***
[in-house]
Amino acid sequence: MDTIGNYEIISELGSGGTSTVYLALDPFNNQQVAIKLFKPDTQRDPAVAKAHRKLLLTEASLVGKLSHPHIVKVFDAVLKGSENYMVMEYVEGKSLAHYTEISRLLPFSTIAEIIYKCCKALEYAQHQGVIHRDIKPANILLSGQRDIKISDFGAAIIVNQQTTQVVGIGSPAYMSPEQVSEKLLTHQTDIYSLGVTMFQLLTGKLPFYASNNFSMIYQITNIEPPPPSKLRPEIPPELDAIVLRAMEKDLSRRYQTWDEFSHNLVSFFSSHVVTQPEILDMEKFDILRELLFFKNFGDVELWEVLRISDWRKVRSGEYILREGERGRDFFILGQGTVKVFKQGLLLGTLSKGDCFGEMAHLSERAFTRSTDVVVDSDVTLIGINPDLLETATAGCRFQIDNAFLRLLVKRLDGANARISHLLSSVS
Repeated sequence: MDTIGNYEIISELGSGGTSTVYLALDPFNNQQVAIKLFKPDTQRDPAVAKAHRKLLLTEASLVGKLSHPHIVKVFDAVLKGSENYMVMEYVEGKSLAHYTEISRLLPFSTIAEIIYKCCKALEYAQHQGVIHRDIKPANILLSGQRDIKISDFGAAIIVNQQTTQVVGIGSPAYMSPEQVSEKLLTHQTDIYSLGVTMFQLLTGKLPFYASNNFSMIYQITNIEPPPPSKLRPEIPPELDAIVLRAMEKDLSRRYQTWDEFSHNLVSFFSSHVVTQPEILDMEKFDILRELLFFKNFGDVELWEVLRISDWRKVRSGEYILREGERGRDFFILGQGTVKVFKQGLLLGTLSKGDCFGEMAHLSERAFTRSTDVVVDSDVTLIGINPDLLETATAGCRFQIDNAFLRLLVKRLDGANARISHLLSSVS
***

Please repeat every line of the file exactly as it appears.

[in-house]
Amino acid sequence: MDTIGNYEIISELGSGGTSTVYLALDPFNNQQVAIKLFKPDTQRDPAVAKAHRKLLLTEASLVGKLSHPHIVKVFDAVLKGSENYMVMEYVEGKSLAHYTEISRLLPFSTIAEIIYKCCKALEYAQHQGVIHRDIKPANILLSGQRDIKISDFGAAIIVNQQTTQVVGIGSPAYMSPEQVSEKLLTHQTDIYSLGVTMFQLLTGKLPFYASNNFSMIYQITNIEPPPPSKLRPEIPPELDAIVLRAMEKDLSRRYQTWDEFSHNLVSFFSSHVVTQPEILDMEKFDILRELLFFKNFGDVELWEVLRISDWRKVRSGEYILREGERGRDFFILGQGTVKVFKQGLLLGTLSKGDCFGEMAHLSERAFTRSTDVVVDSDVTLIGINPDLLETATAGCRFQIDNAFLRLLVKRLDGANARISHLLSSVS
Repeated sequence: MDTIGNYEIISELGSGGTSTVYLALDPFNNQQVAIKLFKPDTQRDPAVAKAHRKLLLTEASLVGKLSHPHIVKVFDAVLKGSENYMVMEYVEGKSLAHYTEISRLLPFSTIAEIIYKCCKALEYAQHQGVIHRDIKPANILLSGQRDIKISDFGAAIIVNQQTTQVVGIGSPAYMSPEQVSEKLLTHQTDIYSLGVTMFQLLTGKLPFYASNNFSMIYQITNIEPPPPSKLRPEIPPELDAIVLRAMEKDLSRRYQTWDEFSHNLVSFFSSHVVTQPEILDMEKFDILRELLFFKNFGDVELWEVLRISDWRKVRSGEYILREGERGRDFFILGQGTVKVFKQGLLLGTLSKGDCFGEMAHLSERAFTRSTDVVVDSDVTLIGINPDLLETATAGCRFQIDNAFLRLLVKRLDGANARISHLLSSVS